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Challenger energy brands need to punch above their weight

Blog
4th March 2015

Challenger energy brands need to punch above their weight in customer service to make their growth stick.

In the past three years, energy companies other than the big six of British Gas, EDF Energy, npower, E.ON UK, Scottish Power, and SSE have grown their share of the market more than nine-fold, from less than 1 per cent in 2012 to 8.7 per cent today. These fledgling challengers have seen an influx of customers in a space of time that most businesses could only dream of.

However, there is a risk that this could prove a mixed blessing if overwhelmed management systems lead to poor customer service, prompting the new intake to leave just as fast as they arrived.

Inevitably, avoiding this situation will require investment, but there are definite rights and wrongs when going about this and ways to make any expenditure go as far as possible to improve customers’ experience.

As if the rapid growth of these businesses didn’t present challenge enough, it is compounded by the fact that consumers are now more demanding than ever in terms of the ways in which they expect to be able to communicate with their energy suppliers. They want to be able to interact with their suppliers on the web, via desktops and mobiles, as well as by phone or email. Moreover, customers also expect to receive a consistent response regardless of which channel, or combination of channels, they wish to use. Solidly delivering this level of service in a rapidly growing business presents a real management challenge, not only in terms of getting the IT systems right, but also avoiding silos from forming that prevent effective sharing of information across different departments.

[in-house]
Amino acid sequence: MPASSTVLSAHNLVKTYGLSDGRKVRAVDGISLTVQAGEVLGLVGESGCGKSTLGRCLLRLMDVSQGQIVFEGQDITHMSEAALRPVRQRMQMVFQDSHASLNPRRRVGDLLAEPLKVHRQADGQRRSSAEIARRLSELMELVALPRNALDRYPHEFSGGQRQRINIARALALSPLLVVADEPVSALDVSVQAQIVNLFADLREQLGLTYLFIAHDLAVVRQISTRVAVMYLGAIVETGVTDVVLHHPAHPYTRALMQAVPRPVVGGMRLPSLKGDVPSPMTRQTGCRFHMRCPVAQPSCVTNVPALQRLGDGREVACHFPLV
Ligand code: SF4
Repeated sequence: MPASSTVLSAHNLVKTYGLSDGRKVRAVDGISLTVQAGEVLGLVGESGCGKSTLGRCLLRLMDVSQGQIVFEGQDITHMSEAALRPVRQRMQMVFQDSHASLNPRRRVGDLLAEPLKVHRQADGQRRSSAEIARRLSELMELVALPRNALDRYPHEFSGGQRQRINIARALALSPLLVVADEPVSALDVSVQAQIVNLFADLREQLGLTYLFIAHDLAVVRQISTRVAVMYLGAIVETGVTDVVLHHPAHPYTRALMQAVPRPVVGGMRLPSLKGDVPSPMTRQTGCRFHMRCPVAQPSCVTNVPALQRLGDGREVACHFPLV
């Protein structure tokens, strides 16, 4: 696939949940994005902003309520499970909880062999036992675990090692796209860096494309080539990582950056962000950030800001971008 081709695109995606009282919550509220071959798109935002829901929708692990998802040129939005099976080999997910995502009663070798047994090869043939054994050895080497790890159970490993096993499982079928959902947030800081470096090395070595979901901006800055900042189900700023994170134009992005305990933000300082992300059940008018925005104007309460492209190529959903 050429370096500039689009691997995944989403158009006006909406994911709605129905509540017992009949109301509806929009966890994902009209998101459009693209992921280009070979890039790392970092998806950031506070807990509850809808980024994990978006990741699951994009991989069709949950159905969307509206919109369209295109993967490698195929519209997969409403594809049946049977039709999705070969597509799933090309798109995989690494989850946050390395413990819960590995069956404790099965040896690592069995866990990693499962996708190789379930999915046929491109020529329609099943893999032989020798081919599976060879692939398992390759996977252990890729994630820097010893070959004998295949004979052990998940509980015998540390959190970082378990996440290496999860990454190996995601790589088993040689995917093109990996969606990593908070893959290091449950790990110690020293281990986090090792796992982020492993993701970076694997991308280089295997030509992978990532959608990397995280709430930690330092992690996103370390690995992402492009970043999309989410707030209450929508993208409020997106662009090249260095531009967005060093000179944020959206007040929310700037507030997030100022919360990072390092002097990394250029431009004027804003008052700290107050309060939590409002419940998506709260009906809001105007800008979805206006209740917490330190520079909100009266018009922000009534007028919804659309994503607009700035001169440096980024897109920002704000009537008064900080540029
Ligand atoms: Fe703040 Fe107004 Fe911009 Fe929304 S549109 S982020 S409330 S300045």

Thankfully, setting these systems up in-house is no longer the only option for these challenger energy companies, and the range of hosted customer-management services that are available, either to wholly outsource or to supplement the process, have proliferated in recent years. As well as avoiding significant upfront investment at a time of great change in a business, this type of service also allows users to tap into well-established infrastructures, managed by teams with a great deal of experience running customer communication programmes. At a time when the management needs to be wholly focussed on the commercial and operational sides of their business, this could be an especially wise choice.

If you want to read more about the challenge faced by the newer entrants to the energy markets and the hosted customer management services that are available to help, download our recent white paper: The Power to Compete.


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David Turner
Article by: David Turner

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